Navigational skills are important, but the research also hints at something even more impressive: behavioural flexibility, or the ability to alter one’s behaviour as external circumstances change. This flexibility, which allows animals to take advantage of new environments or food sources, has been well-documented in birds and primates, and scientists are now beginning to believe that it exists in reptiles too. Anole, a tropical lizard, have a very specific method of acquiring food, striking at moving prey from above.

But Manuel S Leal, a biologist at Duke University, created a situation in which this strategy simply would not work, hiding a tasty insect larva inside a small hole and covering the hole with a tightfitting blue cap.

Two of the six lizards he tested tried to extract the treat by attacking the blue disk from above, to no avail. But the other four puzzled out new approaches. Two lizards came at the disk sideways, using their mouths to bite and lift it, while the others used their snouts as levers to pry it off the baited well. Then Leal increased the difficulty by hiding the larvae under a new cap, this one blue and yellow.

He used the solid blue disk to cover an adjacent, empty well. In tests of four lizards, two recognised the switch and learned that getting the bait now required flipping the multi-coloured disk instead of the blue one.
So how did we miss this for so long? Scientists say that many early studies of reptile cognition, conducted in the 1950s and '60s, had critical design flaws.

By using experiments originally designed for mammals, researchers may have been setting reptiles up for failure. Now that scientists have gotten better at designing experiments for reptiles, they are uncovering all kinds of surprising abilities. Some of the most intriguing work involves social learning.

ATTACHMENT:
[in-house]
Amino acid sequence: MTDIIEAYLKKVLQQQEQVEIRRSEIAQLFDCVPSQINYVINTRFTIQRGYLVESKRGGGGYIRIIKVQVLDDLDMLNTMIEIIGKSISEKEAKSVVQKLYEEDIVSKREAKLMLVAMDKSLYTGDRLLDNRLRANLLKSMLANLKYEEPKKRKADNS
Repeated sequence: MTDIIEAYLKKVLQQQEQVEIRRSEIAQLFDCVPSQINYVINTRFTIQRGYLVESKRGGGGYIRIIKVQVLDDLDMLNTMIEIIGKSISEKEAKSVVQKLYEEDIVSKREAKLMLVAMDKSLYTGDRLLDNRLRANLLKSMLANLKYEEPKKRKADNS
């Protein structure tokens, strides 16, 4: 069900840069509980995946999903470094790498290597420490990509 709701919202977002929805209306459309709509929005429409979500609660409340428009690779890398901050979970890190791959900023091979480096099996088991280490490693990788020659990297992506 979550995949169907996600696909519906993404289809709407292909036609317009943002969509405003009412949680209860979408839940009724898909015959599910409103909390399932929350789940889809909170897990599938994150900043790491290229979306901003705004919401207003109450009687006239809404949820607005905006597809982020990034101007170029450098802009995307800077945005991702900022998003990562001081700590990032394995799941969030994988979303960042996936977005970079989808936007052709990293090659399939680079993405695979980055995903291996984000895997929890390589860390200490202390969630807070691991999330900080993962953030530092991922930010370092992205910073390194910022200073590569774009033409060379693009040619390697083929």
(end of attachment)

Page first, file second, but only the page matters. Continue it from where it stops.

The conventional wisdom is that because reptiles are largely solitary, asocial creatures, they are incapable of learning through observation. New research calls that assumption into question. In another study of red-footed tortoises, Wilkinson deposited a tortoise on one side of a wire fence and a piece of strawberry on the other, in sight but just out of reach. To get their snouts on the treat, the tortoises needed to take a long detour around the edge of the fence. Not one tortoise figured this out on its own. But when they watched a trained tortoise navigate around the fence, all the observers learned to follow suit.

Other studies of reptiles have turned up similar results, challenging the popular theory that social learning evolved as a byproduct of — and a special adaptation for — group living. Instead, Wilkinson said, social learning may be merely an outgrowth of an animal’s general ability to learn. The field of reptile cognition is in its infancy, but it already suggests that “intelligence” may be more widely distributed through the animal kingdom than had been imagined. As Burghardt put it, “People are starting to take some of the tests that were developed for the 'smart’ animals and adapting them to use with other species, and finding that the ‘smart’ animals may not be so special.”